In the summer of 1987, my best buddy and I left the Deep South for Hollywood.
We went in search of fame and fortune in the movies.
We wound up burning popcorn at the Mann Theatre in Tarzana.
Full Metal Jacket, The Untouchables and Beverly Hills Cop 2 were popular that summer. So were Robocop, Predator and Dirty Dancing.
Related: 25 best insurance movies
We worked double shifts to pay the rent and often found ourselves star struck. At the concession stand, we met Pat Benatar, members of the Jackson 5, and Michael Winslow, the actor known as “the man of 10,000 noises.” You probably know him from all of those Police Academy movies. I knew him as the guy who made a fire alarm noise when I served him popcorn the color of coal.
I felt bad about burning the popcorn, but mainly I was homesick. My buddy and I wrote increasingly forlorn letters each week to our families back home. We called the letters “Tales from La La Land.” We didn’t make it very long there. We were back home just in time for the fall semester of college.
Flash forward 30 years and our pet name for Hollywood has resurfaced: La La Land is one of the best picture nominees.
Although Hollywood sent me packing for home, I’ve never lost my love of the movies. I write about business topics now, but I’m often looking for that intersection of film and commerce. So in these next pages, I offer five strategic lessons to learn from this year’s Academy Award nominees.
Related: 25 best business movies
Starring: Amy Adams, Jeremy Renner, Forest Whitaker
Directed by: Denis Villeneuve
What’s it about: Aliens have landed! The aliens have landed! Military regimes around the globe want to blast twelve alien spheroids back to kingdom come, but a linguistics professor (Amy Adams) wants to break their code not their spaceships.
Why watch it: For the Amy Adams performance. Her character slowly understands things, information that the audience begins to piece together as well, in heartbreaking fashion.
Interesting factoid: Octopuses, whales, elephants, and spiders were all sources of inspiration when it came to creating the aliens, Abbott and Costello.
Business lesson: The art of communication. Of all the movies I watched this year, Arrival connected with me the deepest on a business level. So much of the financial services industry hinges on clear communication, being heard, but also being understood, and the chasm we all have in communicating with one another is palpable in this film.
Memorable scene: I have to be careful here to not give away the ending, but it’s a moment where the linguistics professor has a conversation in Mandarin, and, as the saying goes, the die is cast.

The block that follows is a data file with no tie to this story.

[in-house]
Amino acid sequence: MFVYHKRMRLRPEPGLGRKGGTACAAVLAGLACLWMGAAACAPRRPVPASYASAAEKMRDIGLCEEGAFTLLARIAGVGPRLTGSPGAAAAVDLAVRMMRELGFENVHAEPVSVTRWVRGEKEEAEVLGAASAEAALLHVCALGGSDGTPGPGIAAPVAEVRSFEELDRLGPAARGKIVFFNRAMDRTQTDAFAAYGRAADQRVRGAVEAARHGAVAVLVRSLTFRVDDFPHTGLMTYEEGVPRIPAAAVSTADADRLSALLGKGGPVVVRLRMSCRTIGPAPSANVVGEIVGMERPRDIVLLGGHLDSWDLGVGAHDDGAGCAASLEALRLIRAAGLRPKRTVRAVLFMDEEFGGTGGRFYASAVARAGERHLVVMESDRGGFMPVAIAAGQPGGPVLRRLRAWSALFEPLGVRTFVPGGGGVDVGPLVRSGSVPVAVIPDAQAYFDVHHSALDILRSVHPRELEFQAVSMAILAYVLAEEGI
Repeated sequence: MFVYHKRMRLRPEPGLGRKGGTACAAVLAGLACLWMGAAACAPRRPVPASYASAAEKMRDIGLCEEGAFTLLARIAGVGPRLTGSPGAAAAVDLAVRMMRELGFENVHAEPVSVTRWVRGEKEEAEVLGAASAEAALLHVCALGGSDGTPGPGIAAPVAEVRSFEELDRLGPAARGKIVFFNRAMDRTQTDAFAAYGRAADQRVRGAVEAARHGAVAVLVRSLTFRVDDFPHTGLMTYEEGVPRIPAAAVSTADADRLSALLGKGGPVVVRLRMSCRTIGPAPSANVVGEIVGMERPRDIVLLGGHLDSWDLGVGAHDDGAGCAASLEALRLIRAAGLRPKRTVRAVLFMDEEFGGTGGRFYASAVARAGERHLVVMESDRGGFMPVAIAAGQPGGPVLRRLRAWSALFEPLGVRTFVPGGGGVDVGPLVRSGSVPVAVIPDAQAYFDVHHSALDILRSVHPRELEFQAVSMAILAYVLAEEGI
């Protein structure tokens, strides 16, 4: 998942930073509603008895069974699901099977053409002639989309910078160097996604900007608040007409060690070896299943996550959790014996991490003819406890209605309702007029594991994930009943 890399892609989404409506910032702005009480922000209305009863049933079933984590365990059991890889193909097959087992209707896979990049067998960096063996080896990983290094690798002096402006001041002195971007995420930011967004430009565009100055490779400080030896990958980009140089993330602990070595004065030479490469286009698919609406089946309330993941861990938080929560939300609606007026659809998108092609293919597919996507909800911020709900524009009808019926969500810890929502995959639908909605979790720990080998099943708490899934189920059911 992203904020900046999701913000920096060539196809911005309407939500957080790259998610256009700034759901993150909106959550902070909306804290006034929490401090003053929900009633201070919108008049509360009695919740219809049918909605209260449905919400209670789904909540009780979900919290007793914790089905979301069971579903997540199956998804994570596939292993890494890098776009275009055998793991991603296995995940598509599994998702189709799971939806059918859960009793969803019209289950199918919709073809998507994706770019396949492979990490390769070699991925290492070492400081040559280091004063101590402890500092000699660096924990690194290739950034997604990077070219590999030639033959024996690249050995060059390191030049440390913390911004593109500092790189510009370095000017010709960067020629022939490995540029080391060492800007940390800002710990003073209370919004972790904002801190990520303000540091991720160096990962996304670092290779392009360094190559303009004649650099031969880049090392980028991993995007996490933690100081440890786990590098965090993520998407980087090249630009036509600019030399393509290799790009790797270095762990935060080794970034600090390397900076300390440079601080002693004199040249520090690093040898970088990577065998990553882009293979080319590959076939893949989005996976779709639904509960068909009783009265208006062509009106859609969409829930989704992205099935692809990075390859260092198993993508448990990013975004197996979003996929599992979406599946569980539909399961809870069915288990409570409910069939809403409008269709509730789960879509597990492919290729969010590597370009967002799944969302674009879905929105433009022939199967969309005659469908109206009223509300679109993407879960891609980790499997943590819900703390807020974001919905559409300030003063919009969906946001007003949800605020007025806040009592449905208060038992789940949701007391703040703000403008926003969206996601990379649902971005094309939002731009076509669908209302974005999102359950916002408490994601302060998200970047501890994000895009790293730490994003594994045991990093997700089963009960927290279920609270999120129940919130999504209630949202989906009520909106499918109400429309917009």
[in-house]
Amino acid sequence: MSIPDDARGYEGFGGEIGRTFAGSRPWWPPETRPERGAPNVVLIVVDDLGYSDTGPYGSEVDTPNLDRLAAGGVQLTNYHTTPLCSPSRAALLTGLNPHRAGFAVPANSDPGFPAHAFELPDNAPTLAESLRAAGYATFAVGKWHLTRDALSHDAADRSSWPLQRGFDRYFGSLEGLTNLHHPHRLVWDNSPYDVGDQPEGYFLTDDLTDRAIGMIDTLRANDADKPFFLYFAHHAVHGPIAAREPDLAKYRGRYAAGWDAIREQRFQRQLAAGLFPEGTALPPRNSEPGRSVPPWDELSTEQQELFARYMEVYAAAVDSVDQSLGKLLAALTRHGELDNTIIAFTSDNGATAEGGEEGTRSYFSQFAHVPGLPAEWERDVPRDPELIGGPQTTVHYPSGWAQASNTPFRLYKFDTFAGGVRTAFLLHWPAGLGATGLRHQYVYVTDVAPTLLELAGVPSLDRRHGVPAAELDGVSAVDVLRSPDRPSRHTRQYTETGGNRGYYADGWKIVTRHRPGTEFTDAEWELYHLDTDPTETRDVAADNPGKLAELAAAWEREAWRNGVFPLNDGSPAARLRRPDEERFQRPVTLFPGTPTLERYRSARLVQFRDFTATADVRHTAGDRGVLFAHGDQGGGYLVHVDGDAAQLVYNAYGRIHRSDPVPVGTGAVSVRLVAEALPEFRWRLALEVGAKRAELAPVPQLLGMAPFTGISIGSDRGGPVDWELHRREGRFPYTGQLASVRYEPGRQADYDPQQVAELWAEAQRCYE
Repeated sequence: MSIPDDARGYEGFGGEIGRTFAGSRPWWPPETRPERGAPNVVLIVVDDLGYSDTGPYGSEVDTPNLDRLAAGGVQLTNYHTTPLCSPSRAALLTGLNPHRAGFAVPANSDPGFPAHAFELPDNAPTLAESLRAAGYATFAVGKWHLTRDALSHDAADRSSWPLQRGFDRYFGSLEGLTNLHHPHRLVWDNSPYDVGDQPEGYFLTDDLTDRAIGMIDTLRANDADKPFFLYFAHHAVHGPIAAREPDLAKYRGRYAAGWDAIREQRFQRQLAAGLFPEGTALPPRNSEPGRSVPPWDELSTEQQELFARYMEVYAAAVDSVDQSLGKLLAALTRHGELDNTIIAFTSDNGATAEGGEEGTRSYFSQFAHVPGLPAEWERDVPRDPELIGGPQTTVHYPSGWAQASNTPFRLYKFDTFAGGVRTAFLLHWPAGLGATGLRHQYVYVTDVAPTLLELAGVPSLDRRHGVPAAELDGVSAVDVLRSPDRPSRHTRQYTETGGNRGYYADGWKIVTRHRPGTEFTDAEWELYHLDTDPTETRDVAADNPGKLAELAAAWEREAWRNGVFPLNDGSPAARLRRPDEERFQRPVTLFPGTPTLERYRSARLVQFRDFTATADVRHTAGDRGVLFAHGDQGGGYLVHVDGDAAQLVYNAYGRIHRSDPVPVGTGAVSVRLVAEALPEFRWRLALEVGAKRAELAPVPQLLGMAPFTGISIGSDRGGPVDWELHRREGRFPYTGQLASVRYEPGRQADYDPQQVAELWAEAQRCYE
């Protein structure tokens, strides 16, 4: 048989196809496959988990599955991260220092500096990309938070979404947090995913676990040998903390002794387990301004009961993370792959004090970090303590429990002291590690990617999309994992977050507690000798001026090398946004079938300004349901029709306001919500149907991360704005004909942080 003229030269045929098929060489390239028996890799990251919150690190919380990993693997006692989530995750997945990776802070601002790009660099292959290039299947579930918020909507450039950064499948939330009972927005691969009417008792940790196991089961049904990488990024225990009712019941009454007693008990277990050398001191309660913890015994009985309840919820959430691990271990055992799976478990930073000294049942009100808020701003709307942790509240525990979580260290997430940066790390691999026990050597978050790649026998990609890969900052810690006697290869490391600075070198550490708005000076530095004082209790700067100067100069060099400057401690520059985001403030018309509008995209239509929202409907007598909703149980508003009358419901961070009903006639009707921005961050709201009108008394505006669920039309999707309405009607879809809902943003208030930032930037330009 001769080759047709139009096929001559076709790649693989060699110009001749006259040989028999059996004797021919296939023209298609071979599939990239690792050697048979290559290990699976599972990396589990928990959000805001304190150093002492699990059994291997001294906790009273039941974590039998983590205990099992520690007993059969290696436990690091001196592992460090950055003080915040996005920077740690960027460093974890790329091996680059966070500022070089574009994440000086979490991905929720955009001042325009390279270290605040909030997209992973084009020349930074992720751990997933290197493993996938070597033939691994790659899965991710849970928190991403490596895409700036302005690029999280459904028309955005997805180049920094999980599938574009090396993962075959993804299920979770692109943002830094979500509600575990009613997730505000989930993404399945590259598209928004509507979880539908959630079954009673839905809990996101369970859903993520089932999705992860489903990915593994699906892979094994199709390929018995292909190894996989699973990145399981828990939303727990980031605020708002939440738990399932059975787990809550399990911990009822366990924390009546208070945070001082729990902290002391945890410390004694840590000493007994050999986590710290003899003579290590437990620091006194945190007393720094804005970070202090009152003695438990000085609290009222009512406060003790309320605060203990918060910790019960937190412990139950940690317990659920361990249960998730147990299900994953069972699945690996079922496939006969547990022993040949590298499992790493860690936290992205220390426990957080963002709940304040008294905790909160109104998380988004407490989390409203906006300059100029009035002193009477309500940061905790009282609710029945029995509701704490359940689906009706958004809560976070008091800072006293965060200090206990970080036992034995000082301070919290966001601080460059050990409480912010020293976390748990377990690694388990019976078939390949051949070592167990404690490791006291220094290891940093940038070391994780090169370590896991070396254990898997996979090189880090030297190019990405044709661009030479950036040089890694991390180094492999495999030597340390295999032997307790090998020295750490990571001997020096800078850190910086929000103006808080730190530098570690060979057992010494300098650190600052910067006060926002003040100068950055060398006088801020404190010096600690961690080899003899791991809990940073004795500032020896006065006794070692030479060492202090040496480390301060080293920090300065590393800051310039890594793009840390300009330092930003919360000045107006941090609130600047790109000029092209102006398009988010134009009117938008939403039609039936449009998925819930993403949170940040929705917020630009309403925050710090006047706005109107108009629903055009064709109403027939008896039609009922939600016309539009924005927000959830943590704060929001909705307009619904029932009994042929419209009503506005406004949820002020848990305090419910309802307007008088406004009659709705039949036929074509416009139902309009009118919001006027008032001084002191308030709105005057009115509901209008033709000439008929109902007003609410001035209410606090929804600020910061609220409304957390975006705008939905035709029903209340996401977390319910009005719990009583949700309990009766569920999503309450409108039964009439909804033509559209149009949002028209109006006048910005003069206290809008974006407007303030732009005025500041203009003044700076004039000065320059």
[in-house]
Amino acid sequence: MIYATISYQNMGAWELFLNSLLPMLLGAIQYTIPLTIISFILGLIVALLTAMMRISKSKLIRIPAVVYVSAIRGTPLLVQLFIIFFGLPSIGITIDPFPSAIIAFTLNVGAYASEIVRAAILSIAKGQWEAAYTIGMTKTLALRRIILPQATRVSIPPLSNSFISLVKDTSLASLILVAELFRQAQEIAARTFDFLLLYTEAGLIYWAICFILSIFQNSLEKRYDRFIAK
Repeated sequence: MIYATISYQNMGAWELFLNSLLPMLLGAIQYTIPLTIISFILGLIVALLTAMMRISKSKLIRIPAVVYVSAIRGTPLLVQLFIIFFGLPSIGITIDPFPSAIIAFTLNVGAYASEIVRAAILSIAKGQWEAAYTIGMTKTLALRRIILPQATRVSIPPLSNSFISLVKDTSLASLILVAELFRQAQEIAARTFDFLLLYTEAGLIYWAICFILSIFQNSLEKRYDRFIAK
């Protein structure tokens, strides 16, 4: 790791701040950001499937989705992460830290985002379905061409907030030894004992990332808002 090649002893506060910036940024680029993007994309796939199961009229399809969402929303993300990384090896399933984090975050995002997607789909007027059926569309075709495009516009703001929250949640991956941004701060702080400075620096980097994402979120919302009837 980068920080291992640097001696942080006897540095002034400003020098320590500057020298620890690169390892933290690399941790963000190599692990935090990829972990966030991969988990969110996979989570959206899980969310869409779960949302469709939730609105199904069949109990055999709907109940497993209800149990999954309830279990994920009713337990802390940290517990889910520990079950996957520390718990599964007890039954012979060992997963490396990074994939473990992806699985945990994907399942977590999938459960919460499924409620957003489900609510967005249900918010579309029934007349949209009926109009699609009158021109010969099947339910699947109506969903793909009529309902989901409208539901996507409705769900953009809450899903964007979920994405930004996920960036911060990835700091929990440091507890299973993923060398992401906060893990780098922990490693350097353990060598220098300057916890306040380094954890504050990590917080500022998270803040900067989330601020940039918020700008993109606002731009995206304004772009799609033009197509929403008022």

Dr. Louise Banks: “Purpose requires an understanding of intent. We need to find out: Do they make conscious choices? Or is their motivation so instinctive that they don’t understand a ‘why’ question at all? And biggest of all, we need to have enough vocabulary with them that we understand their answer.”
Manchester By the Sea
Starring: Casey Affleck, Michelle Williams, Kyle Chandler
Directed by: Kenneth Lonergan
What’s it about: An uncle is asked to take care of his teenage nephew and serve as his guardian after the boy’s father dies.
Why watch it: The strong bonds that form. They don’t come easily. Instead, they take their time to knit together. It follows that these relationships are more like real life than the stuff of movies.
Interesting factoid: This is the first film distributed or co-distributed by a streaming service — in this case, Amazon — to get an Oscar nomination for Best Picture.
Business lesson: Mentorship. One of the common threads I hear from advisors is their belief in mentorship programs. So many advisors point to a mentor as a huge reason for their success and they are committed to returning the favor by mentoring other advisors.
Memorable scene: The scene around the ping pong table where a gang of rowdy guys are having a bit too much fun and single mom Randi Chandler (Michelle Williams) breaks up their party and shows the guys that one woman can have as strong a voice as ten men.
Patrick: “You don’t want to be my guardian, that’s fine with me.”
Lee: “It’s not that. It’s just the logistics.”
Patrick: “All my friends are here. I got two girlfriends and I’m in a band. You’re a janitor in Quincy. What the hell do you care where you live?”
La La Land
Starring: Ryan Gosling, Emma Stone, Rosemarie DeWitt
Directed by: Damien Chazelle
What’s it about: Boy meets girl. Boy and girl look for their muse and struggle with the choice between a once-in-a-lifetime love or the spotlight.